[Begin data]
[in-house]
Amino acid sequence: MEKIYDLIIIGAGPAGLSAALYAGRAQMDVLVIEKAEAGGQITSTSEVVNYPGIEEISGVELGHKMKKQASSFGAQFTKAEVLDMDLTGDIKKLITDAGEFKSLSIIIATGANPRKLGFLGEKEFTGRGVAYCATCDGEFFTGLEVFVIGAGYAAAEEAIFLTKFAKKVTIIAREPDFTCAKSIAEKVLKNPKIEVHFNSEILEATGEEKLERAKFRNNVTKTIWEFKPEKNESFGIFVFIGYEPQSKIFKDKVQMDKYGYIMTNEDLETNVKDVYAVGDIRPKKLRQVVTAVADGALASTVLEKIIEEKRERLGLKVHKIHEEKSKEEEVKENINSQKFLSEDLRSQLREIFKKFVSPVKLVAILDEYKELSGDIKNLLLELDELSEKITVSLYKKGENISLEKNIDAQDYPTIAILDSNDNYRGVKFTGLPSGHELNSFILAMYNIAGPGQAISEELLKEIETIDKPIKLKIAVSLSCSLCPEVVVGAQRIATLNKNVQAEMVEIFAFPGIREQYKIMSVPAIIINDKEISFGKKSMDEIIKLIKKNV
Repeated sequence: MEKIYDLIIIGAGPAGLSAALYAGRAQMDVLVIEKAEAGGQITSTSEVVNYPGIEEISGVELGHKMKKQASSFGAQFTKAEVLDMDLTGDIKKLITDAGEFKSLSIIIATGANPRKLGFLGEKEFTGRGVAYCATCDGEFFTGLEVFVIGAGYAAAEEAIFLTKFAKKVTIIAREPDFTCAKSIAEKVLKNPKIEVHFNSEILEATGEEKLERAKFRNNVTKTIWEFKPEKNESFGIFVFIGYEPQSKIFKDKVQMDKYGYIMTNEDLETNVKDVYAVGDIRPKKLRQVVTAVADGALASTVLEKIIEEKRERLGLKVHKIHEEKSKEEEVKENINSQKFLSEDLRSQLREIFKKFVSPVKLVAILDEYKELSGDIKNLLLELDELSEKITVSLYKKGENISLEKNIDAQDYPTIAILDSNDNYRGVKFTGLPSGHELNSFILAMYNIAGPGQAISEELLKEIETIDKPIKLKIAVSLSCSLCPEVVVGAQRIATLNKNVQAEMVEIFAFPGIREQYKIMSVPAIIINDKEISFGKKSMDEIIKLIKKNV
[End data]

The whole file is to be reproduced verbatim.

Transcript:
[in-house]
Amino acid sequence: MEKIYDLIIIGAGPAGLSAALYAGRAQMDVLVIEKAEAGGQITSTSEVVNYPGIEEISGVELGHKMKKQASSFGAQFTKAEVLDMDLTGDIKKLITDAGEFKSLSIIIATGANPRKLGFLGEKEFTGRGVAYCATCDGEFFTGLEVFVIGAGYAAAEEAIFLTKFAKKVTIIAREPDFTCAKSIAEKVLKNPKIEVHFNSEILEATGEEKLERAKFRNNVTKTIWEFKPEKNESFGIFVFIGYEPQSKIFKDKVQMDKYGYIMTNEDLETNVKDVYAVGDIRPKKLRQVVTAVADGALASTVLEKIIEEKRERLGLKVHKIHEEKSKEEEVKENINSQKFLSEDLRSQLREIFKKFVSPVKLVAILDEYKELSGDIKNLLLELDELSEKITVSLYKKGENISLEKNIDAQDYPTIAILDSNDNYRGVKFTGLPSGHELNSFILAMYNIAGPGQAISEELLKEIETIDKPIKLKIAVSLSCSLCPEVVVGAQRIATLNKNVQAEMVEIFAFPGIREQYKIMSVPAIIINDKEISFGKKSMDEIIKLIKKNV
Repeated sequence: MEKIYDLIIIGAGPAGLSAALYAGRAQMDVLVIEKAEAGGQITSTSEVVNYPGIEEISGVELGHKMKKQASSFGAQFTKAEVLDMDLTGDIKKLITDAGEFKSLSIIIATGANPRKLGFLGEKEFTGRGVAYCATCDGEFFTGLEVFVIGAGYAAAEEAIFLTKFAKKVTIIAREPDFTCAKSIAEKVLKNPKIEVHFNSEILEATGEEKLERAKFRNNVTKTIWEFKPEKNESFGIFVFIGYEPQSKIFKDKVQMDKYGYIMTNEDLETNVKDVYAVGDIRPKKLRQVVTAVADGALASTVLEKIIEEKRERLGLKVHKIHEEKSKEEEVKENINSQKFLSEDLRSQLREIFKKFVSPVKLVAILDEYKELSGDIKNLLLELDELSEKITVSLYKKGENISLEKNIDAQDYPTIAILDSNDNYRGVKFTGLPSGHELNSFILAMYNIAGPGQAISEELLKEIETIDKPIKLKIAVSLSCSLCPEVVVGAQRIATLNKNVQAEMVEIFAFPGIREQYKIMSVPAIIINDKEISFGKKSMDEIIKLIKKNV